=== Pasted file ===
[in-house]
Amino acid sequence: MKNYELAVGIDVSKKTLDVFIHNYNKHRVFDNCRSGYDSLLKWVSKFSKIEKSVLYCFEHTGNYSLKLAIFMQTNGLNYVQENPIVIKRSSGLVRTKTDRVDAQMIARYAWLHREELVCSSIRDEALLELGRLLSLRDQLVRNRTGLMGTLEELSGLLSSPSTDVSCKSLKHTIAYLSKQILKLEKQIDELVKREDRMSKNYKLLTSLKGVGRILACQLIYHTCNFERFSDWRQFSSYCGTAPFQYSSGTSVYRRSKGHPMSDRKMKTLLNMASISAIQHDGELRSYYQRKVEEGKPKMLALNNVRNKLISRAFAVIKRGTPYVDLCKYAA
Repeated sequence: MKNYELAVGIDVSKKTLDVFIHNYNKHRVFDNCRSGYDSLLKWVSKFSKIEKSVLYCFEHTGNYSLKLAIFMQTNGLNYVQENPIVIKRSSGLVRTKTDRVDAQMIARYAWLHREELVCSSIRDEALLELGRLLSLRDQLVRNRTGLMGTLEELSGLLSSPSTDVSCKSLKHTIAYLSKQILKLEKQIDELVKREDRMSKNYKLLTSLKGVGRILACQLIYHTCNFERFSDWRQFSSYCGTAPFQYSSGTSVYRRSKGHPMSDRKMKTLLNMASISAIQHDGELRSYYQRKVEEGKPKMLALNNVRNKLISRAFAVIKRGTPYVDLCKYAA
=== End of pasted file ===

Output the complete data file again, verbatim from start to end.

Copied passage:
[in-house]
Amino acid sequence: MKNYELAVGIDVSKKTLDVFIHNYNKHRVFDNCRSGYDSLLKWVSKFSKIEKSVLYCFEHTGNYSLKLAIFMQTNGLNYVQENPIVIKRSSGLVRTKTDRVDAQMIARYAWLHREELVCSSIRDEALLELGRLLSLRDQLVRNRTGLMGTLEELSGLLSSPSTDVSCKSLKHTIAYLSKQILKLEKQIDELVKREDRMSKNYKLLTSLKGVGRILACQLIYHTCNFERFSDWRQFSSYCGTAPFQYSSGTSVYRRSKGHPMSDRKMKTLLNMASISAIQHDGELRSYYQRKVEEGKPKMLALNNVRNKLISRAFAVIKRGTPYVDLCKYAA
Repeated sequence: MKNYELAVGIDVSKKTLDVFIHNYNKHRVFDNCRSGYDSLLKWVSKFSKIEKSVLYCFEHTGNYSLKLAIFMQTNGLNYVQENPIVIKRSSGLVRTKTDRVDAQMIARYAWLHREELVCSSIRDEALLELGRLLSLRDQLVRNRTGLMGTLEELSGLLSSPSTDVSCKSLKHTIAYLSKQILKLEKQIDELVKREDRMSKNYKLLTSLKGVGRILACQLIYHTCNFERFSDWRQFSSYCGTAPFQYSSGTSVYRRSKGHPMSDRKMKTLLNMASISAIQHDGELRSYYQRKVEEGKPKMLALNNVRNKLISRAFAVIKRGTPYVDLCKYAA